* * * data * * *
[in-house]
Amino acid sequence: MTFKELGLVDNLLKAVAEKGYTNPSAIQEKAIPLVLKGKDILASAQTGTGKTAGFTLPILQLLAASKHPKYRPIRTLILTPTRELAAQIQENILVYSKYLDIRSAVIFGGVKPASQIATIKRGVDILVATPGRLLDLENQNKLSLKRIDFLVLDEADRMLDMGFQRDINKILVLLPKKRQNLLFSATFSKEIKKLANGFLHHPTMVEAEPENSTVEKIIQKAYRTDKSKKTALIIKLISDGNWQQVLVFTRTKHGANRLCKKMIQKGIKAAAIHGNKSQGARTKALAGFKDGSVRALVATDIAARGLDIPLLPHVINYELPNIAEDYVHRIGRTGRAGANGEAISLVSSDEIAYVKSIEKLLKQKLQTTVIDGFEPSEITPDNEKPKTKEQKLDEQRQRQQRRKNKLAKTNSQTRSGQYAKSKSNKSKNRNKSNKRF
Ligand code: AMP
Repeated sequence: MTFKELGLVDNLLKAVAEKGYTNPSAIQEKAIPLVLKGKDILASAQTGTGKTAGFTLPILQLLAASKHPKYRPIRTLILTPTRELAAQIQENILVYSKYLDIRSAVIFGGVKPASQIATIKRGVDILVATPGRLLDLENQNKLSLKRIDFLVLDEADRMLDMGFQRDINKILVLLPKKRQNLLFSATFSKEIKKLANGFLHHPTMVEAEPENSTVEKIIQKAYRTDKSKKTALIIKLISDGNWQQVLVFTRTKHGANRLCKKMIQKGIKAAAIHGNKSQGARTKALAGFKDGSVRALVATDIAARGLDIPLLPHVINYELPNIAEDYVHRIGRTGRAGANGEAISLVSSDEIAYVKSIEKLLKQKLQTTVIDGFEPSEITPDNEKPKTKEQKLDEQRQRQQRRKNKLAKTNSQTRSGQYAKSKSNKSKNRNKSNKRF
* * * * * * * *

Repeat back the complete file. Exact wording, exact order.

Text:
[in-house]
Amino acid sequence: MTFKELGLVDNLLKAVAEKGYTNPSAIQEKAIPLVLKGKDILASAQTGTGKTAGFTLPILQLLAASKHPKYRPIRTLILTPTRELAAQIQENILVYSKYLDIRSAVIFGGVKPASQIATIKRGVDILVATPGRLLDLENQNKLSLKRIDFLVLDEADRMLDMGFQRDINKILVLLPKKRQNLLFSATFSKEIKKLANGFLHHPTMVEAEPENSTVEKIIQKAYRTDKSKKTALIIKLISDGNWQQVLVFTRTKHGANRLCKKMIQKGIKAAAIHGNKSQGARTKALAGFKDGSVRALVATDIAARGLDIPLLPHVINYELPNIAEDYVHRIGRTGRAGANGEAISLVSSDEIAYVKSIEKLLKQKLQTTVIDGFEPSEITPDNEKPKTKEQKLDEQRQRQQRRKNKLAKTNSQTRSGQYAKSKSNKSKNRNKSNKRF
Ligand code: AMP
Repeated sequence: MTFKELGLVDNLLKAVAEKGYTNPSAIQEKAIPLVLKGKDILASAQTGTGKTAGFTLPILQLLAASKHPKYRPIRTLILTPTRELAAQIQENILVYSKYLDIRSAVIFGGVKPASQIATIKRGVDILVATPGRLLDLENQNKLSLKRIDFLVLDEADRMLDMGFQRDINKILVLLPKKRQNLLFSATFSKEIKKLANGFLHHPTMVEAEPENSTVEKIIQKAYRTDKSKKTALIIKLISDGNWQQVLVFTRTKHGANRLCKKMIQKGIKAAAIHGNKSQGARTKALAGFKDGSVRALVATDIAARGLDIPLLPHVINYELPNIAEDYVHRIGRTGRAGANGEAISLVSSDEIAYVKSIEKLLKQKLQTTVIDGFEPSEITPDNEKPKTKEQKLDEQRQRQQRRKNKLAKTNSQTRSGQYAKSKSNKSKNRNKSNKRF